John Kennedy, left, with Mike Pence last week. (Gerald Herbert/AP)

John N. Kennedy of Louisiana has prevailed in the final U.S. Senate contest of 2016, beating out Democrat Foster Campbell for the seat being vacated by David Vitter (R).

Shortly after the polls closed, the Associated Press projected Kennedy the winner.

Kennedy, the state’s Republican treasurer, had endorsements from President-elect Donald Trump and Vice President-elect Mike Pence. Trump won Louisiana by a wide margin during the general election last month and stumped for Kennedy on Friday during a visit to Baton Rouge.

Campbell, a public service commissioner, had faced an uphill climb in his campaign to defy polls that heavily favored Kennedy and Louisiana’s deeply red history. With the Democrat's defeat, Republicans will hold a 52-to 48-edge in the Senate when Trump assumes the presidency next month.

Kennedy had more than 63 percent of the vote with 3,391 of 3,904 precincts reporting, in results posted on the website of the state Secretary of State’s Office.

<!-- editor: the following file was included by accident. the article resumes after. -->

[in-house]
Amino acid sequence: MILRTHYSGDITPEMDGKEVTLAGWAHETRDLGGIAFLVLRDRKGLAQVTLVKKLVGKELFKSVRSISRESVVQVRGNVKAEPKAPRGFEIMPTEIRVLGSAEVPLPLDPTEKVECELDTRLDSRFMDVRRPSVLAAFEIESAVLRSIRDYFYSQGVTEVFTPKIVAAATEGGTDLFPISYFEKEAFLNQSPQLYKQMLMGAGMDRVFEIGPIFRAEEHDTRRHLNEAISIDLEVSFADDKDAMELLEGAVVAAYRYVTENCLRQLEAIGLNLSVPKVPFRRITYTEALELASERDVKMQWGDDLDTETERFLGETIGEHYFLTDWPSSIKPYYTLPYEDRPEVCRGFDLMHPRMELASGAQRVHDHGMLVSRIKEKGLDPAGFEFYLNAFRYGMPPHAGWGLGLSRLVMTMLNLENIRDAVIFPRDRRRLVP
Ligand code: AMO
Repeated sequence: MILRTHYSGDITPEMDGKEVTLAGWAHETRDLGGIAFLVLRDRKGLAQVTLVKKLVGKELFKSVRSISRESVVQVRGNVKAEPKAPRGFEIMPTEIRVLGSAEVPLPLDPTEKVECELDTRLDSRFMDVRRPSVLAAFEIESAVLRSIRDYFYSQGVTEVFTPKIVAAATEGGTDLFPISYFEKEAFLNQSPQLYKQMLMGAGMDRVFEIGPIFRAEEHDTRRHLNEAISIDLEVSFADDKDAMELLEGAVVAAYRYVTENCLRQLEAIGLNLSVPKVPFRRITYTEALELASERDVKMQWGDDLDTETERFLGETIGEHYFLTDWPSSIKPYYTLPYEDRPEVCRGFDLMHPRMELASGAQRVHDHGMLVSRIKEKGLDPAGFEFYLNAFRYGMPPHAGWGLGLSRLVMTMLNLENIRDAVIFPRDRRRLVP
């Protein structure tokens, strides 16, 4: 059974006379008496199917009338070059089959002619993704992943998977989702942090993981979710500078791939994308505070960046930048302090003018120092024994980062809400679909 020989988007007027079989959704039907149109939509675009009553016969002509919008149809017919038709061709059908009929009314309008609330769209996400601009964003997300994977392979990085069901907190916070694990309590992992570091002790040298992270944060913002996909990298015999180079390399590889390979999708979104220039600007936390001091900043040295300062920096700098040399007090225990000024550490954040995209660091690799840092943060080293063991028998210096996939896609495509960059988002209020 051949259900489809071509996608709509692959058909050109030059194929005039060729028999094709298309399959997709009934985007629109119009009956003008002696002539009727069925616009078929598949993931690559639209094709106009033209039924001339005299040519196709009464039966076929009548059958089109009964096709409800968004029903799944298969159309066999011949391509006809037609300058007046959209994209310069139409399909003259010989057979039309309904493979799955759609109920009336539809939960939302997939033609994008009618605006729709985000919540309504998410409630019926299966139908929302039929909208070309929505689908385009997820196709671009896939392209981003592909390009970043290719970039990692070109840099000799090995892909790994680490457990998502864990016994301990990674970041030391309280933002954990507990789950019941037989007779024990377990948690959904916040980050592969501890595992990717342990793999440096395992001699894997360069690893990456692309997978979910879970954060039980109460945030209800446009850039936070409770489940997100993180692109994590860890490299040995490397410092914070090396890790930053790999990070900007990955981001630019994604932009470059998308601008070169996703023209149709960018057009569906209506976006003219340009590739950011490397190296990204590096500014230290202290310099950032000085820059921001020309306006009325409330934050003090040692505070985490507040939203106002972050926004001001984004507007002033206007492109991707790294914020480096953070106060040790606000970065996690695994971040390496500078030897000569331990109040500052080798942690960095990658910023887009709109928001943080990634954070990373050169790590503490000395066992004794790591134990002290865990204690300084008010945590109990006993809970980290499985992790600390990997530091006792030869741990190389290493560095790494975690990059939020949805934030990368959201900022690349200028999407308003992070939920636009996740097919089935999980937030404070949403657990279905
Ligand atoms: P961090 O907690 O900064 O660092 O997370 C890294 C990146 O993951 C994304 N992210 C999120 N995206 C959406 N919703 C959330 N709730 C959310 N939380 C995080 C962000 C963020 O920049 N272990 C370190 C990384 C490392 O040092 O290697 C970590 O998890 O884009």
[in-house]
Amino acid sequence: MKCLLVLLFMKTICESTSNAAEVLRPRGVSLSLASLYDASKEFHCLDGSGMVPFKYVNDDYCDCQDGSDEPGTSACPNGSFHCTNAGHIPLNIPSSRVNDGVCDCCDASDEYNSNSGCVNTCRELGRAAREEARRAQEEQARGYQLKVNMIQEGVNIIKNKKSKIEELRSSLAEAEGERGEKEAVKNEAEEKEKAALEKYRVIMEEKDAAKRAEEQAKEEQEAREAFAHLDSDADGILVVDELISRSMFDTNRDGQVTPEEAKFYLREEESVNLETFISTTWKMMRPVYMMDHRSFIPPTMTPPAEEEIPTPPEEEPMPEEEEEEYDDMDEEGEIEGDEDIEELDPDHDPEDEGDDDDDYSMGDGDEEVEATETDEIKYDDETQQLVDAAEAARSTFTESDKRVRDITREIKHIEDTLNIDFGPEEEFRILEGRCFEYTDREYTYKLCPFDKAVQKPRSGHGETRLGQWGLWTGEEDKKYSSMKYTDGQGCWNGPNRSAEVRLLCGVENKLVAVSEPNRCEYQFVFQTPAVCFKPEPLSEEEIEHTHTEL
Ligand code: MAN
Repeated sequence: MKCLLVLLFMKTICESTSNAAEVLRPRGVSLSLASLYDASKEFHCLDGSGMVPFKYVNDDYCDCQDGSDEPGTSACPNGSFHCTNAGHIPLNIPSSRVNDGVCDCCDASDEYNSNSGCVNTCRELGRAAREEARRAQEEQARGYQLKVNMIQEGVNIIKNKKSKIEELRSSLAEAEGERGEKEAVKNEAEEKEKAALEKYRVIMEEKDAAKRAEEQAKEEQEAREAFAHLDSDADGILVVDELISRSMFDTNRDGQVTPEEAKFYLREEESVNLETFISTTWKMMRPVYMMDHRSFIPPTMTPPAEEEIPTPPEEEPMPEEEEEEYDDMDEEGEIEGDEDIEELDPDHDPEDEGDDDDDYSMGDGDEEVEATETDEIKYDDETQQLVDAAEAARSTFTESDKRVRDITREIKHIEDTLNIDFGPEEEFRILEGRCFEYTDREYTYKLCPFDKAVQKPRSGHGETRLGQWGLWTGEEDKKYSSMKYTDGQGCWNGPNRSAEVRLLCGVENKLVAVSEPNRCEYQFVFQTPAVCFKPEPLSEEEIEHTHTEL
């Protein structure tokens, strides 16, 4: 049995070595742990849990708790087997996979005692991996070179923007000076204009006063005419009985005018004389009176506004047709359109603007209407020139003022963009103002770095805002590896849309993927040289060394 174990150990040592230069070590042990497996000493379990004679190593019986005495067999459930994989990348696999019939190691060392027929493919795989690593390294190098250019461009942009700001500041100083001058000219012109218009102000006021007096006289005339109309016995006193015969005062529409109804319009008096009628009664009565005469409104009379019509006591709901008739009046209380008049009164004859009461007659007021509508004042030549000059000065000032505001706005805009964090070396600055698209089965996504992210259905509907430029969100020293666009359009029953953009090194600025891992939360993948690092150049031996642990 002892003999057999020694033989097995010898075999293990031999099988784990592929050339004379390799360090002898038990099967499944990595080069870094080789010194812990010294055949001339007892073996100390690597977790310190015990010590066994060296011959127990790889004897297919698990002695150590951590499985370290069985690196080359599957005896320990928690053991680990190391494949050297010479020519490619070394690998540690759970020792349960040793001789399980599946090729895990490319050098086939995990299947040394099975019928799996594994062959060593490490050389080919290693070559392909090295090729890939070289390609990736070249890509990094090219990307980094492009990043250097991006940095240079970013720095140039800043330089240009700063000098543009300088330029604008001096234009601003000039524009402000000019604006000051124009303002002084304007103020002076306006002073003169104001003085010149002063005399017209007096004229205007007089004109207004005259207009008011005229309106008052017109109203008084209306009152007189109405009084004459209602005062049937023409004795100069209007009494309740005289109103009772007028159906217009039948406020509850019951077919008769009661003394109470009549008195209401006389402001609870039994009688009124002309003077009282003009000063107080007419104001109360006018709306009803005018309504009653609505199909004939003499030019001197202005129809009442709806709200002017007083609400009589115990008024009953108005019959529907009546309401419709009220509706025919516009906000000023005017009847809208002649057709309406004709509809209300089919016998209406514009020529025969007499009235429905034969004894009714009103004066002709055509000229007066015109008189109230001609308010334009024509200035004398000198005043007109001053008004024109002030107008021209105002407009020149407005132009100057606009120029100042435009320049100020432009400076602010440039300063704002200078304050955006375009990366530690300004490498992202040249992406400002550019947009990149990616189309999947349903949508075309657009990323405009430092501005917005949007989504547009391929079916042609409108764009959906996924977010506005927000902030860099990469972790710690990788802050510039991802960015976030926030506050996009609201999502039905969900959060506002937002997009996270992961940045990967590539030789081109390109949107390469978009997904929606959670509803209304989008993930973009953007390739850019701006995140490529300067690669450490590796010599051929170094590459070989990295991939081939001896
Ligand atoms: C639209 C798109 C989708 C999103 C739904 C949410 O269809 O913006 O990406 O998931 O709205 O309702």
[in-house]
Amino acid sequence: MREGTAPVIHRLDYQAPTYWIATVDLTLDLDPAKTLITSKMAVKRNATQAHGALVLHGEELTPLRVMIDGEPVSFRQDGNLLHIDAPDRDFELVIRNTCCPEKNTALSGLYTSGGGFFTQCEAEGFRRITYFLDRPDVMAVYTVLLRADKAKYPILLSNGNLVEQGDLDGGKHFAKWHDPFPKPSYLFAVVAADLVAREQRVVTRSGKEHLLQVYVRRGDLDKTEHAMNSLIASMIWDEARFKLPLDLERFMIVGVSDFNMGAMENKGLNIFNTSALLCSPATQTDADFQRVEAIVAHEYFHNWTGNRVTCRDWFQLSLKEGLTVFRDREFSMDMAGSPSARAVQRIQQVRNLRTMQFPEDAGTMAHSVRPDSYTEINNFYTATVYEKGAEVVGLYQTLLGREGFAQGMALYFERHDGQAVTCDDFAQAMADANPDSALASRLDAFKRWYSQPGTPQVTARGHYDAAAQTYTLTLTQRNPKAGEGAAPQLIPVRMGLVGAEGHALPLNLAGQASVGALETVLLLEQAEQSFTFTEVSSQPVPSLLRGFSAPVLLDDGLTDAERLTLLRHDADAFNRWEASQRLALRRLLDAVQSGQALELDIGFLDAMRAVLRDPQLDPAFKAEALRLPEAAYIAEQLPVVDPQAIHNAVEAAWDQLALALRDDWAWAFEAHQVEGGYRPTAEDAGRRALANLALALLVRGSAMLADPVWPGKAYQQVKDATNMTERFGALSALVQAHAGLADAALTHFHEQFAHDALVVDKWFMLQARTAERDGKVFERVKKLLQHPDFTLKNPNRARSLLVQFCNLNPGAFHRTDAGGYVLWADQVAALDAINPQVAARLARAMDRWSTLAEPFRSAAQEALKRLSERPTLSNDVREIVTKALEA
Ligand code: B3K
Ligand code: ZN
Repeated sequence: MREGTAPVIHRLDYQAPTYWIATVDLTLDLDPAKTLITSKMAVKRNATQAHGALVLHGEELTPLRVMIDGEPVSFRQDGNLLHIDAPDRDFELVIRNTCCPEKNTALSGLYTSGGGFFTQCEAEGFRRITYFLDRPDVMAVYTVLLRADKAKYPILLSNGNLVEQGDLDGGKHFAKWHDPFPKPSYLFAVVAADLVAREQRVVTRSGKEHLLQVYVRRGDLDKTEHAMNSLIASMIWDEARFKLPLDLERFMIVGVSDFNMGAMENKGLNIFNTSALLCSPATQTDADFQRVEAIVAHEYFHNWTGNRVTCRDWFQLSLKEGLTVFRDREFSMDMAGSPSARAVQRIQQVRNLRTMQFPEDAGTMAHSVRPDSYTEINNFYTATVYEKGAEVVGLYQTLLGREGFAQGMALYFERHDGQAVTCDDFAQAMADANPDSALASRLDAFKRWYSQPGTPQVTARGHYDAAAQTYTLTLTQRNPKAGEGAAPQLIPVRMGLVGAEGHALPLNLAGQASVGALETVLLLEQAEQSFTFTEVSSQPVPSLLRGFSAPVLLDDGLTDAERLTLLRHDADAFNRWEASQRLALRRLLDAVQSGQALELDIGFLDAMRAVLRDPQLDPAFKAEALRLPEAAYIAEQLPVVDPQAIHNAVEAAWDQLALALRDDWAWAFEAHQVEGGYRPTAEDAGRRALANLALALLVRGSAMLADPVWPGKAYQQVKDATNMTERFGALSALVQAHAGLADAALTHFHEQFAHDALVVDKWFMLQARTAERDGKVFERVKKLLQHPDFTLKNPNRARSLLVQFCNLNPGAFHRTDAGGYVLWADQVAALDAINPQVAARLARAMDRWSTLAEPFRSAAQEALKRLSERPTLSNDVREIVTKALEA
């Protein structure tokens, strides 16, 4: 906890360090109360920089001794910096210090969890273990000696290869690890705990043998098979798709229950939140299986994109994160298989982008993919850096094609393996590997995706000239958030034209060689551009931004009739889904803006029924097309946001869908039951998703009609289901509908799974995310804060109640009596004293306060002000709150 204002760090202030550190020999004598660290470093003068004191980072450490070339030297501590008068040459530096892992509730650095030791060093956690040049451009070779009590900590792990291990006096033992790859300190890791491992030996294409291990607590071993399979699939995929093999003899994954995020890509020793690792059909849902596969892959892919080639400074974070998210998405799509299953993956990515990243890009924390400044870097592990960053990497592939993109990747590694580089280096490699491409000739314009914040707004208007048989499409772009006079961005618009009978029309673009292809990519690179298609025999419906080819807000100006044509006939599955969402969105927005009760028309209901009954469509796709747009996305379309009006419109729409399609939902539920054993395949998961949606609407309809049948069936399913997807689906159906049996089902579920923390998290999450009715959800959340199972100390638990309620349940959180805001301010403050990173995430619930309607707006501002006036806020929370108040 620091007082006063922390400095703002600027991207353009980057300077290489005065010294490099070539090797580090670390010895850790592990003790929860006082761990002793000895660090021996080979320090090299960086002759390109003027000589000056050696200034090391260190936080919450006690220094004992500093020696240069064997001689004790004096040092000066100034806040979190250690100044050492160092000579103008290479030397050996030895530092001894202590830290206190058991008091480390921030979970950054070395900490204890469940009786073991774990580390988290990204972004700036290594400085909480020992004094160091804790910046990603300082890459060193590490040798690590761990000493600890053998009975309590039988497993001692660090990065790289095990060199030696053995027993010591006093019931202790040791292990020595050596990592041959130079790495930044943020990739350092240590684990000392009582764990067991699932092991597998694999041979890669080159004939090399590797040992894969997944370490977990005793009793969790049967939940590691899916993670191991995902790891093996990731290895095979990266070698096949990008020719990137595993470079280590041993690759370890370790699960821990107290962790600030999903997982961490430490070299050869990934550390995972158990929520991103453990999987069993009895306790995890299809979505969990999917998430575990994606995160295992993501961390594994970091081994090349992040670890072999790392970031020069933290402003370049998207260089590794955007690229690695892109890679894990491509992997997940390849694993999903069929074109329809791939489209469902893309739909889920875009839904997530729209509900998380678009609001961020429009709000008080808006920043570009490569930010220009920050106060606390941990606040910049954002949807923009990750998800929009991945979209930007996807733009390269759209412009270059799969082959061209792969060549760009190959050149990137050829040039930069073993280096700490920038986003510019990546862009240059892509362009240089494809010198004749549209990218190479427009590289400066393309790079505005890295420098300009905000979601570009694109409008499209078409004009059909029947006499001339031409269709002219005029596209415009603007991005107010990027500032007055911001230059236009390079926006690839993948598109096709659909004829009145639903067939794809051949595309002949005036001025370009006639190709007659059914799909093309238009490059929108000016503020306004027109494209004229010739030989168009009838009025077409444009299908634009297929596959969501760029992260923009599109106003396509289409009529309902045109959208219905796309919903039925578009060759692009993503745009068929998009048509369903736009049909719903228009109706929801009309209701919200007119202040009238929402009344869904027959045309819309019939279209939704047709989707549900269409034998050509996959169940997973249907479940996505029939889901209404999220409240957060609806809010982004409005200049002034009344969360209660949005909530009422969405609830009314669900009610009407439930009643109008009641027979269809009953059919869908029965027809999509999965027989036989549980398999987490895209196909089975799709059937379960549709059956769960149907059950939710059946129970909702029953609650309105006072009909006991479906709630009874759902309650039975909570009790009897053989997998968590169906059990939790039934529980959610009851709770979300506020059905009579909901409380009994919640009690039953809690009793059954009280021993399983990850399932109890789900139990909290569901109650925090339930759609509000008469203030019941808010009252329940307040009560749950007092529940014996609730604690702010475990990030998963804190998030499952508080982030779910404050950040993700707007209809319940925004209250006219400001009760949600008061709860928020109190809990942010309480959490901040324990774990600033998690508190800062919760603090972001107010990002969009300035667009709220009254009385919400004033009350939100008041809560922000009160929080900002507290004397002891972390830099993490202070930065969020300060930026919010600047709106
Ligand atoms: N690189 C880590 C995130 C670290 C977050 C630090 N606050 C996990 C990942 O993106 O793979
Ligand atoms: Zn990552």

Campbell conceded the race in a speech to his supporters Saturday in Baton Rouge, Reuters reported. He said he called Kennedy to congratulate him.

The Senate race in Louisiana was the last in the country because of a unique primary system that allows all of the candidates, regardless of their party affiliation, to compete against one another on the November election date. The two front-runners then proceed to a runoff election in the following weeks. Last month, Kennedy and Campbell bested a 24-candidate field that included David Duke (R), a onetime Ku Klux Klan grand wizard, to advance to the final election Saturday.

In Louisiana, Republicans control all statewide elected offices as well as both chambers of the state legislature. The governorship is the only outlier. Last year, John Bel Edwards (D) beat out Vitter, who faced continued scrutiny from a prostitution scandal. After losing the gubernatorial race, Vitter chose not to run for a third Senate term this year.

Despite working in government for the last quarter-century, Kennedy has billed himself as a Washington outsider.

“The swamp in Washington, D.C., has to be drained,” he said in a recent TV ad. “I can help. After all, we know a thing or two about swamps in Louisiana.”

Voters also filled two open U.S. House seats Saturday, choosing Republican Clay Higgins, a former sheriff’s captain known as the “Cajun John Wayne,” in the 3rd District representing southwest and south central Louisiana, and Republican state Rep. Mike Johnson in the 4th District covering northwest Louisiana.

Tyler Bridges contributed to this report.